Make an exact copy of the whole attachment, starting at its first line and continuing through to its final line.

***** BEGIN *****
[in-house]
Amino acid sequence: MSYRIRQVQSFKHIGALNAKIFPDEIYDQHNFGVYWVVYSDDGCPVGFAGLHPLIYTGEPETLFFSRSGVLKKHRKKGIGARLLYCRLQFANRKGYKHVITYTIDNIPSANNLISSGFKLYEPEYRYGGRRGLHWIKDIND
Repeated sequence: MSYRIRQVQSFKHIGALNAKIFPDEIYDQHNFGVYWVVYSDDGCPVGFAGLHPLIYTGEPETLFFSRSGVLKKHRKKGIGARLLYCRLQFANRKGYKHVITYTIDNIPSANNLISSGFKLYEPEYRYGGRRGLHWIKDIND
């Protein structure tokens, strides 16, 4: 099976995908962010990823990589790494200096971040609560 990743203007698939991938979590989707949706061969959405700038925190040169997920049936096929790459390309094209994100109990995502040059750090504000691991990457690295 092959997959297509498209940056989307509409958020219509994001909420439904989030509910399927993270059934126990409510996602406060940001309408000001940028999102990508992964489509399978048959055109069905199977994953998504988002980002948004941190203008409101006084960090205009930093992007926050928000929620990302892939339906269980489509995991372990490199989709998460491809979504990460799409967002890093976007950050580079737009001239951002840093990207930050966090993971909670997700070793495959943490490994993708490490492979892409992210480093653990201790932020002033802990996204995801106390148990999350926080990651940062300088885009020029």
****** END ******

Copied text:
[in-house]
Amino acid sequence: MSYRIRQVQSFKHIGALNAKIFPDEIYDQHNFGVYWVVYSDDGCPVGFAGLHPLIYTGEPETLFFSRSGVLKKHRKKGIGARLLYCRLQFANRKGYKHVITYTIDNIPSANNLISSGFKLYEPEYRYGGRRGLHWIKDIND
Repeated sequence: MSYRIRQVQSFKHIGALNAKIFPDEIYDQHNFGVYWVVYSDDGCPVGFAGLHPLIYTGEPETLFFSRSGVLKKHRKKGIGARLLYCRLQFANRKGYKHVITYTIDNIPSANNLISSGFKLYEPEYRYGGRRGLHWIKDIND
């Protein structure tokens, strides 16, 4: 099976995908962010990823990589790494200096971040609560 990743203007698939991938979590989707949706061969959405700038925190040169997920049936096929790459390309094209994100109990995502040059750090504000691991990457690295 092959997959297509498209940056989307509409958020219509994001909420439904989030509910399927993270059934126990409510996602406060940001309408000001940028999102990508992964489509399978048959055109069905199977994953998504988002980002948004941190203008409101006084960090205009930093992007926050928000929620990302892939339906269980489509995991372990490199989709998460491809979504990460799409967002890093976007950050580079737009001239951002840093990207930050966090993971909670997700070793495959943490490994993708490490492979892409992210480093653990201790932020002033802990996204995801106390148990999350926080990651940062300088885009020029």